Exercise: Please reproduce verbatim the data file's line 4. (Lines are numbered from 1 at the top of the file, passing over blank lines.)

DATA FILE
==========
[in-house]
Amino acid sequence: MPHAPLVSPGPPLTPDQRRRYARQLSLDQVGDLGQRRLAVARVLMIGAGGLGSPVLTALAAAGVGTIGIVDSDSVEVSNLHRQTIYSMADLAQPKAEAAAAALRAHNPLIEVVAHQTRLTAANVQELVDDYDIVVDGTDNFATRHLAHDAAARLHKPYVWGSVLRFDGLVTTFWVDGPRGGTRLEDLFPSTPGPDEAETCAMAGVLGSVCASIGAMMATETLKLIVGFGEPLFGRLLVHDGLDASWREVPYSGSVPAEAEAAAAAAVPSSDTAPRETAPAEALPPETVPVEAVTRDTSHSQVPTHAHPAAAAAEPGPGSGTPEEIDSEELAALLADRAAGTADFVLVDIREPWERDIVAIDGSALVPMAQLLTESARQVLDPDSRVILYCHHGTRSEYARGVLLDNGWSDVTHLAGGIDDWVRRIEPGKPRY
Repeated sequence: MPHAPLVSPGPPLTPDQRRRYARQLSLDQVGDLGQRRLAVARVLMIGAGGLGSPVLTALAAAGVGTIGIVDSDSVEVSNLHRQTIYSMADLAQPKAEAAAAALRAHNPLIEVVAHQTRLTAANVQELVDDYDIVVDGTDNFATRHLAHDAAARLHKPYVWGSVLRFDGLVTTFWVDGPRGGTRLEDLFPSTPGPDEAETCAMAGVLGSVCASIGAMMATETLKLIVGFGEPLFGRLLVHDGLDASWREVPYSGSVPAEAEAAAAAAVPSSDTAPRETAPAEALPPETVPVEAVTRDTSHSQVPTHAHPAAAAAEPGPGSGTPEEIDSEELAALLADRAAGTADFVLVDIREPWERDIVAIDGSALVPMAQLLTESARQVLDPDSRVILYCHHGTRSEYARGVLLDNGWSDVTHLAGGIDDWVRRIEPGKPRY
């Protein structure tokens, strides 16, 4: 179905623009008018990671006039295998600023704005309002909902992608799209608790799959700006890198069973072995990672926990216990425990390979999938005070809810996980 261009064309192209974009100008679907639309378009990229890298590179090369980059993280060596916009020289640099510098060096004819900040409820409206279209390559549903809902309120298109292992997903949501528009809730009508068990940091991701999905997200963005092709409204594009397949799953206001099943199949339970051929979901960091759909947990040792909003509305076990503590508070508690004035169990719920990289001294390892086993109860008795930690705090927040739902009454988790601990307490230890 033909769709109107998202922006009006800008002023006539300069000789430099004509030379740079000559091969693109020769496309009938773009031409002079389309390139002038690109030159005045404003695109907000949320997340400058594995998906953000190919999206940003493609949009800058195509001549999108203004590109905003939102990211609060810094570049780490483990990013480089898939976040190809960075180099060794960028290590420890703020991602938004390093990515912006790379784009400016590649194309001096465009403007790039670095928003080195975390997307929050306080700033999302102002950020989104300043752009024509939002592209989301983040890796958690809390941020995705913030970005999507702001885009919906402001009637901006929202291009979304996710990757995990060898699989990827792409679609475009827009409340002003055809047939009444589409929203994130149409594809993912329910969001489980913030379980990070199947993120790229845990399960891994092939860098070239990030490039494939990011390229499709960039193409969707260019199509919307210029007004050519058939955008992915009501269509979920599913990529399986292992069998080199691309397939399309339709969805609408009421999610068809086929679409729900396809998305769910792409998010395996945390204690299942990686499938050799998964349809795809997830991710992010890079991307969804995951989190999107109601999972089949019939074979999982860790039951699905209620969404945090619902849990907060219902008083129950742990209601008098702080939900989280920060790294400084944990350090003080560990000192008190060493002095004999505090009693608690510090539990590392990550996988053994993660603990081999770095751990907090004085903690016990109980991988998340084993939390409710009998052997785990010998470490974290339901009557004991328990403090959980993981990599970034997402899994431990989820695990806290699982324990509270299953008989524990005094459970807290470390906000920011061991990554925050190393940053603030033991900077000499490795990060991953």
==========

């Protein structure tokens, strides 16, 4: 179905623009008018990671006039295998600023704005309002909902992608799209608790799959700006890198069973072995990672926990216990425990390979999938005070809810996980 261009064309192209974009100008679907639309378009990229890298590179090369980059993280060596916009020289640099510098060096004819900040409820409206279209390559549903809902309120298109292992997903949501528009809730009508068990940091991701999905997200963005092709409204594009397949799953206001099943199949339970051929979901960091759909947990040792909003509305076990503590508070508690004035169990719920990289001294390892086993109860008795930690705090927040739902009454988790601990307490230890 033909769709109107998202922006009006800008002023006539300069000789430099004509030379740079000559091969693109020769496309009938773009031409002079389309390139002038690109030159005045404003695109907000949320997340400058594995998906953000190919999206940003493609949009800058195509001549999108203004590109905003939102990211609060810094570049780490483990990013480089898939976040190809960075180099060794960028290590420890703020991602938004390093990515912006790379784009400016590649194309001096465009403007790039670095928003080195975390997307929050306080700033999302102002950020989104300043752009024509939002592209989301983040890796958690809390941020995705913030970005999507702001885009919906402001009637901006929202291009979304996710990757995990060898699989990827792409679609475009827009409340002003055809047939009444589409929203994130149409594809993912329910969001489980913030379980990070199947993120790229845990399960891994092939860098070239990030490039494939990011390229499709960039193409969707260019199509919307210029007004050519058939955008992915009501269509979920599913990529399986292992069998080199691309397939399309339709969805609408009421999610068809086929679409729900396809998305769910792409998010395996945390204690299942990686499938050799998964349809795809997830991710992010890079991307969804995951989190999107109601999972089949019939074979999982860790039951699905209620969404945090619902849990907060219902008083129950742990209601008098702080939900989280920060790294400084944990350090003080560990000192008190060493002095004999505090009693608690510090539990590392990550996988053994993660603990081999770095751990907090004085903690016990109980991988998340084993939390409710009998052997785990010998470490974290339901009557004991328990403090959980993981990599970034997402899994431990989820695990806290699982324990509270299953008989524990005094459970807290470390906000920011061991990554925050190393940053603030033991900077000499490795990060991953």